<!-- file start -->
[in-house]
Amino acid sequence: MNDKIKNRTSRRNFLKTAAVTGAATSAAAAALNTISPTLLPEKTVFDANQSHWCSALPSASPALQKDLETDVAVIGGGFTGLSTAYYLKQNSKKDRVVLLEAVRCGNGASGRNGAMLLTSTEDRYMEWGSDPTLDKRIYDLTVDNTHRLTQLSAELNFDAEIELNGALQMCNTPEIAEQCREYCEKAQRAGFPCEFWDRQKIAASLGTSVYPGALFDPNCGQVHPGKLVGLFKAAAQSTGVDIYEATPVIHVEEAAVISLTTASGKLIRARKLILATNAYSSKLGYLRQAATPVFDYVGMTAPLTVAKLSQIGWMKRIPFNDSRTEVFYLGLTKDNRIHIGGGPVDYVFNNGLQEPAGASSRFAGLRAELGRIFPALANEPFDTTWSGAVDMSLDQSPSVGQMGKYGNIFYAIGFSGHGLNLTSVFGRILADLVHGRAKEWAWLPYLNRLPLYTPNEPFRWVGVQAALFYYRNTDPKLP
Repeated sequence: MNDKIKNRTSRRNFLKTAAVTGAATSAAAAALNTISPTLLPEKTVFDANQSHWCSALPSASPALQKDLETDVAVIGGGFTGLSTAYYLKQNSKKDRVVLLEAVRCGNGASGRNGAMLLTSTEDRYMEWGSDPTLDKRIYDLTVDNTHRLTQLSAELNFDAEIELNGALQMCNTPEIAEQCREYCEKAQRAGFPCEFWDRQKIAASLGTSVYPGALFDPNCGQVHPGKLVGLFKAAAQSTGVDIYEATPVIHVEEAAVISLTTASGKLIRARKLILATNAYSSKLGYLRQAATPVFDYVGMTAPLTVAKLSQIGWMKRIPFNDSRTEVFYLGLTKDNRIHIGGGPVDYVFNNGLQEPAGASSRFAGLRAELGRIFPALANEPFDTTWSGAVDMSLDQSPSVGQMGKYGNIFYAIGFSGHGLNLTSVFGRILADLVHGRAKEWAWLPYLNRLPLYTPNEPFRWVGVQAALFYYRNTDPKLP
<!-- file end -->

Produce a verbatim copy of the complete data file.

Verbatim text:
[in-house]
Amino acid sequence: MNDKIKNRTSRRNFLKTAAVTGAATSAAAAALNTISPTLLPEKTVFDANQSHWCSALPSASPALQKDLETDVAVIGGGFTGLSTAYYLKQNSKKDRVVLLEAVRCGNGASGRNGAMLLTSTEDRYMEWGSDPTLDKRIYDLTVDNTHRLTQLSAELNFDAEIELNGALQMCNTPEIAEQCREYCEKAQRAGFPCEFWDRQKIAASLGTSVYPGALFDPNCGQVHPGKLVGLFKAAAQSTGVDIYEATPVIHVEEAAVISLTTASGKLIRARKLILATNAYSSKLGYLRQAATPVFDYVGMTAPLTVAKLSQIGWMKRIPFNDSRTEVFYLGLTKDNRIHIGGGPVDYVFNNGLQEPAGASSRFAGLRAELGRIFPALANEPFDTTWSGAVDMSLDQSPSVGQMGKYGNIFYAIGFSGHGLNLTSVFGRILADLVHGRAKEWAWLPYLNRLPLYTPNEPFRWVGVQAALFYYRNTDPKLP
Repeated sequence: MNDKIKNRTSRRNFLKTAAVTGAATSAAAAALNTISPTLLPEKTVFDANQSHWCSALPSASPALQKDLETDVAVIGGGFTGLSTAYYLKQNSKKDRVVLLEAVRCGNGASGRNGAMLLTSTEDRYMEWGSDPTLDKRIYDLTVDNTHRLTQLSAELNFDAEIELNGALQMCNTPEIAEQCREYCEKAQRAGFPCEFWDRQKIAASLGTSVYPGALFDPNCGQVHPGKLVGLFKAAAQSTGVDIYEATPVIHVEEAAVISLTTASGKLIRARKLILATNAYSSKLGYLRQAATPVFDYVGMTAPLTVAKLSQIGWMKRIPFNDSRTEVFYLGLTKDNRIHIGGGPVDYVFNNGLQEPAGASSRFAGLRAELGRIFPALANEPFDTTWSGAVDMSLDQSPSVGQMGKYGNIFYAIGFSGHGLNLTSVFGRILADLVHGRAKEWAWLPYLNRLPLYTPNEPFRWVGVQAALFYYRNTDPKLP